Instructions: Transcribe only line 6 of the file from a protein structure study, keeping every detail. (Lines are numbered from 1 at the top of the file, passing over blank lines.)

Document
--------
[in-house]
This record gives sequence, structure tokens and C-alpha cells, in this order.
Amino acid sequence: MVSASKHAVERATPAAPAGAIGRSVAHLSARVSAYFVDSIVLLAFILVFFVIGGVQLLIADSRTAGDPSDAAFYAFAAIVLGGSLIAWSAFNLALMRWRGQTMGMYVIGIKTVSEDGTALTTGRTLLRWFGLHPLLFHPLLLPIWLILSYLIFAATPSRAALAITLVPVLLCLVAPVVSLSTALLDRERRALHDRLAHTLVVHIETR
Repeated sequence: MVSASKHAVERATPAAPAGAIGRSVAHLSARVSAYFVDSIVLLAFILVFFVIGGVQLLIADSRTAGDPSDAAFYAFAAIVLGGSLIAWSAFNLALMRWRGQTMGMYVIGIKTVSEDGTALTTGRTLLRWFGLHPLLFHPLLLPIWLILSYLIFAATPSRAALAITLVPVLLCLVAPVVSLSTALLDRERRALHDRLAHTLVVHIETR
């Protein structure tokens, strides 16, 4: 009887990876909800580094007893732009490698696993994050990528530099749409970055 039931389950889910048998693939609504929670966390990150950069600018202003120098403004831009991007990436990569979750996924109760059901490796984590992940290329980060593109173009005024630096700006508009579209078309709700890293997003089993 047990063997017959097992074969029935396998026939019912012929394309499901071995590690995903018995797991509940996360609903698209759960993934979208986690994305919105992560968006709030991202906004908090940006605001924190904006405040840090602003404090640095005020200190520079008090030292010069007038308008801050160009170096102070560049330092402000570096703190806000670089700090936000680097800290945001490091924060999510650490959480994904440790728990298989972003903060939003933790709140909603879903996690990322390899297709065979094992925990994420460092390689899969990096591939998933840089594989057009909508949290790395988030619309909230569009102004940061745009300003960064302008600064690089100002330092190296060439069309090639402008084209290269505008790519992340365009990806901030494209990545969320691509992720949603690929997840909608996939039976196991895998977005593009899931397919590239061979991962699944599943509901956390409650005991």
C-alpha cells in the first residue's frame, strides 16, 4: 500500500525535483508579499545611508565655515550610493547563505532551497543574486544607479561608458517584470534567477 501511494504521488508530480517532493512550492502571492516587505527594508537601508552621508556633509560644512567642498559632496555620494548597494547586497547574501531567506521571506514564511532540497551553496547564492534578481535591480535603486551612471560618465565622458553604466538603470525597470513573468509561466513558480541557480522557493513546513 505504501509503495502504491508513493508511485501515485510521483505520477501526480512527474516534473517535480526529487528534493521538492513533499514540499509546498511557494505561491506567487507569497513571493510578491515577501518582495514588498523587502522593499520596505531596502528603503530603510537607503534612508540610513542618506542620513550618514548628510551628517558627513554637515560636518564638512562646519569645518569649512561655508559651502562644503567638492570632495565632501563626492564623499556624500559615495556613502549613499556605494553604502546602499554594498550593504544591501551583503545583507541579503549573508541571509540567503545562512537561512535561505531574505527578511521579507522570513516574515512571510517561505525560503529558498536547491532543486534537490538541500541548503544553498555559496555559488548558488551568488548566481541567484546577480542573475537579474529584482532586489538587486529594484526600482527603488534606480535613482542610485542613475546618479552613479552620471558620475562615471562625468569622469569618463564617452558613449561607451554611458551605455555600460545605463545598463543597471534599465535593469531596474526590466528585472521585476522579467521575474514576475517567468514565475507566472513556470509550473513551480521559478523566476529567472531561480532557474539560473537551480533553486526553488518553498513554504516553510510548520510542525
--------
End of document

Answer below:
C-alpha cells in the first residue's frame, strides 16, 4: 500500500525535483508579499545611508565655515550610493547563505532551497543574486544607479561608458517584470534567477 501511494504521488508530480517532493512550492502571492516587505527594508537601508552621508556633509560644512567642498559632496555620494548597494547586497547574501531567506521571506514564511532540497551553496547564492534578481535591480535603486551612471560618465565622458553604466538603470525597470513573468509561466513558480541557480522557493513546513 505504501509503495502504491508513493508511485501515485510521483505520477501526480512527474516534473517535480526529487528534493521538492513533499514540499509546498511557494505561491506567487507569497513571493510578491515577501518582495514588498523587502522593499520596505531596502528603503530603510537607503534612508540610513542618506542620513550618514548628510551628517558627513554637515560636518564638512562646519569645518569649512561655508559651502562644503567638492570632495565632501563626492564623499556624500559615495556613502549613499556605494553604502546602499554594498550593504544591501551583503545583507541579503549573508541571509540567503545562512537561512535561505531574505527578511521579507522570513516574515512571510517561505525560503529558498536547491532543486534537490538541500541548503544553498555559496555559488548558488551568488548566481541567484546577480542573475537579474529584482532586489538587486529594484526600482527603488534606480535613482542610485542613475546618479552613479552620471558620475562615471562625468569622469569618463564617452558613449561607451554611458551605455555600460545605463545598463543597471534599465535593469531596474526590466528585472521585476522579467521575474514576475517567468514565475507566472513556470509550473513551480521559478523566476529567472531561480532557474539560473537551480533553486526553488518553498513554504516553510510548520510542525